all your life, whom you ignored
for another, who knows you by heart.
Take down the love letters from the bookshelf,

the photographs, the desperate notes,
peel your own image from the mirror.
Sit. Feast on your life.

Derek Walcott

 Happy Valentine Everyone!

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What If THIS is Heaven? How Our Cultural Myths Prevent Us From Experiencing Heaven on Earth by Anita Moorjani

anita-moorjani-heavenAnita Moorjani wrote her first book Dying to Be Me: My Journey from Cancer, to Near Death, to True Healing after being tracked down by the late Wayne Dyer, who’d come across her story on the internet and wanted to know more about what she had experienced on the day she had been expected to die but miraculously returned from stage four cancer to heal totally and live.

Prior to Wayne Dyer’s intervention and guidance Anita hadn’t really wanted to share her story anymore after she came under the intense focus of doctors and the medical community all trying to understand the science behind how she recovered – because it wasn’t attributed to any medical intervention and defied all medical logic. She found these engagements emotionally stressful, and energetically draining – all she could really tell them was what she had felt and experienced – something not one of those medical experts had ever experienced themselves, yet despite the proof of her living self in front of them, they seemed to not want to accept it, because they had no paradigm within which to explain it. So she stopped sharing the story and refused all further invitations.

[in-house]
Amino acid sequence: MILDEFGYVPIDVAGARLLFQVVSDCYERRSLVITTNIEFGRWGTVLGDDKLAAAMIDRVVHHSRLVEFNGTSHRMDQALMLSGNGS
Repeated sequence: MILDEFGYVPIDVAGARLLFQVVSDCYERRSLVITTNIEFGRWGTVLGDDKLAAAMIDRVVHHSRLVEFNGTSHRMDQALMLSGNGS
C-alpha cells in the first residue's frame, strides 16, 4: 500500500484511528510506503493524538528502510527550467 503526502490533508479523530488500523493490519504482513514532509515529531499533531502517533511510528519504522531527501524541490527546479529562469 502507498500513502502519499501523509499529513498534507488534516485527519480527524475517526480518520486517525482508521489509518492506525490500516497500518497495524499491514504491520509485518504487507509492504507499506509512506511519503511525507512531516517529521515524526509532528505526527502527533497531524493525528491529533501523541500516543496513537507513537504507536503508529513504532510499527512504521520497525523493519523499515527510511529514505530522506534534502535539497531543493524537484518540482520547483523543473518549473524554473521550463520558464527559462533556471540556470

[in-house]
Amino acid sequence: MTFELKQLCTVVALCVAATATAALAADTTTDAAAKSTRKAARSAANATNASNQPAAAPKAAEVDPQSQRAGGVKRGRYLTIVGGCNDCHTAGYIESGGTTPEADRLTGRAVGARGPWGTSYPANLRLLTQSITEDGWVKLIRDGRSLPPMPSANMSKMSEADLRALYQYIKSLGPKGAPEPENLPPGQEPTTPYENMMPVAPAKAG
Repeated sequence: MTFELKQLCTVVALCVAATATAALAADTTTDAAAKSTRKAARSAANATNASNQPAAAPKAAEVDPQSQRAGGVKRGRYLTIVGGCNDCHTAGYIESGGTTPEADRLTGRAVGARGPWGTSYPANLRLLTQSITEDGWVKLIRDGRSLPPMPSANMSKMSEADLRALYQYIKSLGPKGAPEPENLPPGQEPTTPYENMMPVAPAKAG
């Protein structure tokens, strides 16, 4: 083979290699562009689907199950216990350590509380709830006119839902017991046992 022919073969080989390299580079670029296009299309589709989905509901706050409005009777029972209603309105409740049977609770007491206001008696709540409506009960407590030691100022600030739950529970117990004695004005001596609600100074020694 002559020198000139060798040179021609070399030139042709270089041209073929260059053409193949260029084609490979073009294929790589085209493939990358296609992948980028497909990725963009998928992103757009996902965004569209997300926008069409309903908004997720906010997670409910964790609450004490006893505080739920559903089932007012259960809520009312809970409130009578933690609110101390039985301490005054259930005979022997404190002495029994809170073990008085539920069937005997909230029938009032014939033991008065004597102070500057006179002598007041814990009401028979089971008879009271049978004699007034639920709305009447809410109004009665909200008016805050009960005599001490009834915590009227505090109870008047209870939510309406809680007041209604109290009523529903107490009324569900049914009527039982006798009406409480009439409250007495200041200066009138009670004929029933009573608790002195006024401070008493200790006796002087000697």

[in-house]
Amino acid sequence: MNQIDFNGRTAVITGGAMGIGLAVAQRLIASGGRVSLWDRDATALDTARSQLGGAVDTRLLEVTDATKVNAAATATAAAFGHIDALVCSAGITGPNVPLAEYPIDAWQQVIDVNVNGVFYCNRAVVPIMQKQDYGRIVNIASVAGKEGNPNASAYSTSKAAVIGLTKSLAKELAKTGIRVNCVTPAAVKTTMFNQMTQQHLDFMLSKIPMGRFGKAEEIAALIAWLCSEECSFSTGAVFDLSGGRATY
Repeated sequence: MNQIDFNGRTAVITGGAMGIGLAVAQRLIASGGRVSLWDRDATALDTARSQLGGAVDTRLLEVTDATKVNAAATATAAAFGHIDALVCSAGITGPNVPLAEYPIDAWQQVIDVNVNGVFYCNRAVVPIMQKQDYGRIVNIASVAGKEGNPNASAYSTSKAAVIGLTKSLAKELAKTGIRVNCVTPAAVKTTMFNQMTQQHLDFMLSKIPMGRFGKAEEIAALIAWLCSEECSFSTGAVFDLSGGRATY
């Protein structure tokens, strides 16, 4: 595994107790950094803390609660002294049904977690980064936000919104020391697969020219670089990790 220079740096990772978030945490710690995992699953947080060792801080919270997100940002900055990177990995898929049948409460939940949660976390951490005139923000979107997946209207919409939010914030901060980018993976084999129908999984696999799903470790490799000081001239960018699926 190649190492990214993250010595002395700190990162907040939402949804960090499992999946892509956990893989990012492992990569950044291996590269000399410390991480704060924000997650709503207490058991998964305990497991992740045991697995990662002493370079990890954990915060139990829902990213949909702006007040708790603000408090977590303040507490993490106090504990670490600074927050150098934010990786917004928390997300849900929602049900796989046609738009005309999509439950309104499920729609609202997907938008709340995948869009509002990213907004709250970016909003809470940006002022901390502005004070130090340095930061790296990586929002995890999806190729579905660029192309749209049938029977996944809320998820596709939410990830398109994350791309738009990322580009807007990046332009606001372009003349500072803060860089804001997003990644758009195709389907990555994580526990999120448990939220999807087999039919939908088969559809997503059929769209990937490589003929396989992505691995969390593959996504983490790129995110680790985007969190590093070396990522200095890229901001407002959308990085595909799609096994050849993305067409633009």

She wrote one description of what happened to her and posted it with just her first name on the internet and went back to her life. Some long time after, a friend asked her to speak at an event for people interested in healing and she explained again the reasons why she had to say no. Within those reasons, lay the very essence of what this friend wanted her to share with the group and with a little persuasion, albeit reluctantly, she agreed. She went to the event and was surprised at the difference in the reception, a very different group of people and energy, those who had some inkling of what she had experienced and were open and eager to hear about it without judgement. The day after she opened up to this welcoming group Wayne Dyer’s assistant contacted her and that became the beginning of her sharing her story more widely and led to the publication of that first book mentioned above.